2021 was a banner year for sustainable finance, with the creation of Glasgow Financial Alliance for Net Zero (GFANZ) managing over $140 trillion in assets; sustainability bond issuance up to $1 trillion and record inflows of more than $120 billion to Environmental, Social and Governance (ESG) targeted funds.  There seems to be no shortage of funds today for ESG.   

Do this mean that the global transition to a low carbon economy is now on track? Yes and no.  

For sure, mobilizing finance to reward ESG compliant companies through financial markets is absolutely necessary.  However, simply classifying financial assets as ESG does not deliver better outcomes if those funds cannot land where they are most needed.  Critically, they must overcome two built-in imbalances in global finance. 

The first imbalance is between emerging markets and developed markets.  Over half of the global investment towards net zero needs to happen in the developing world – Asia alone requires $3 trillion annually from now until 2030 in order to achieve the UN Sustainable Development Goals (SDGs).  And yet, critically, most of the ESG tagged assets are in Europe, and only 10% are in Asia.  So Asia still lacks ESG funding.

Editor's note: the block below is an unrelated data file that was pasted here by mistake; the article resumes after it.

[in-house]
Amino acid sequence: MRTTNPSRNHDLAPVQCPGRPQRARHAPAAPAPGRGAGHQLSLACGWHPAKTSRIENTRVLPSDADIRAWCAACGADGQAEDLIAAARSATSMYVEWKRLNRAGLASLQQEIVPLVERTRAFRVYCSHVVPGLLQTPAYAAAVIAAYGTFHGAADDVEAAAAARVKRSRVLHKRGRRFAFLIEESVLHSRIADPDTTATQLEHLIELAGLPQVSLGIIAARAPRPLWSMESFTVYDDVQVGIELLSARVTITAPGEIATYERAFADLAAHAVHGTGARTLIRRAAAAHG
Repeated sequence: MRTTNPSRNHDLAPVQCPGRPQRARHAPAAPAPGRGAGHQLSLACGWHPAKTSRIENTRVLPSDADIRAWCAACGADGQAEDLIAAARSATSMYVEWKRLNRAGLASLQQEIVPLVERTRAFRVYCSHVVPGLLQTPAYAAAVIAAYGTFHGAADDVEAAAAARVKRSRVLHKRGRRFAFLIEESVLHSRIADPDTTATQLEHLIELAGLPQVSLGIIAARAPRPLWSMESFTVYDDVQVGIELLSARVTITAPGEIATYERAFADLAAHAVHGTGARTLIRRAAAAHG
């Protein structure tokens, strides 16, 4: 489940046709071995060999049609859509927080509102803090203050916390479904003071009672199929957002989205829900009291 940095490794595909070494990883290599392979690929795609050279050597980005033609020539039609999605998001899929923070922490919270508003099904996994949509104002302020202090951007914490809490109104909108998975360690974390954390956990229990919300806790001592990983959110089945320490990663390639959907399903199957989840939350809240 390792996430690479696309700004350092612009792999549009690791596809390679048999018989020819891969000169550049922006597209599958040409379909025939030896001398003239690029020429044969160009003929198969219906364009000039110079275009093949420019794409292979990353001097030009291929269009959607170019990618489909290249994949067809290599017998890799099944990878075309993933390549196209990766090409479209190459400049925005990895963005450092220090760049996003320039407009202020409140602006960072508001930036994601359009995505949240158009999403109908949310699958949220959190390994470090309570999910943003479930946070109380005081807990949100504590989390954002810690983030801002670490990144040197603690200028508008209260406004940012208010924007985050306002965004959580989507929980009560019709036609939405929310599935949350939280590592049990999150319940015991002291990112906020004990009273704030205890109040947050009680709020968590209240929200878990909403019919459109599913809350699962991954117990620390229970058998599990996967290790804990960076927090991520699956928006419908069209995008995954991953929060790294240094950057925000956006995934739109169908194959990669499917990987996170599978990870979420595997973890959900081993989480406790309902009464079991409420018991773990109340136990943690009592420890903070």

The second imbalance is between large and small companies or projects.  The shortage of funds for micro, small, and medium-sized enterprises (MSMEs) is a sad story of market failure.  MSMEs create over 80 percent of all jobs in developed or emerging markets, and contribute significantly to growth, social stability and innovation.  And yet they are persistently finance-starved, even when the world is awash with liquidity. 

The pandemic widened the global trade finance gap to $1.7 trillion, borne primarily by MSMEs.  McKinsey estimated that 65 million MSMEs have credit constraints globally.  Funding these enterprises can support potentially 2 to 3 billion people out of poverty.  

The plain fact is that global finance as currently structured does not find it profitable to lend or invest in small amounts to small enterprises.  A high-earning banker would prefer to lend to two or three borrowers requiring $30 to $50 million each with good collateral, rather than worry about a loan book of $100 million from a thousand small borrowers with scant credit records.   As a result, most banks chase large borrowers, instead of choosing to serve the small.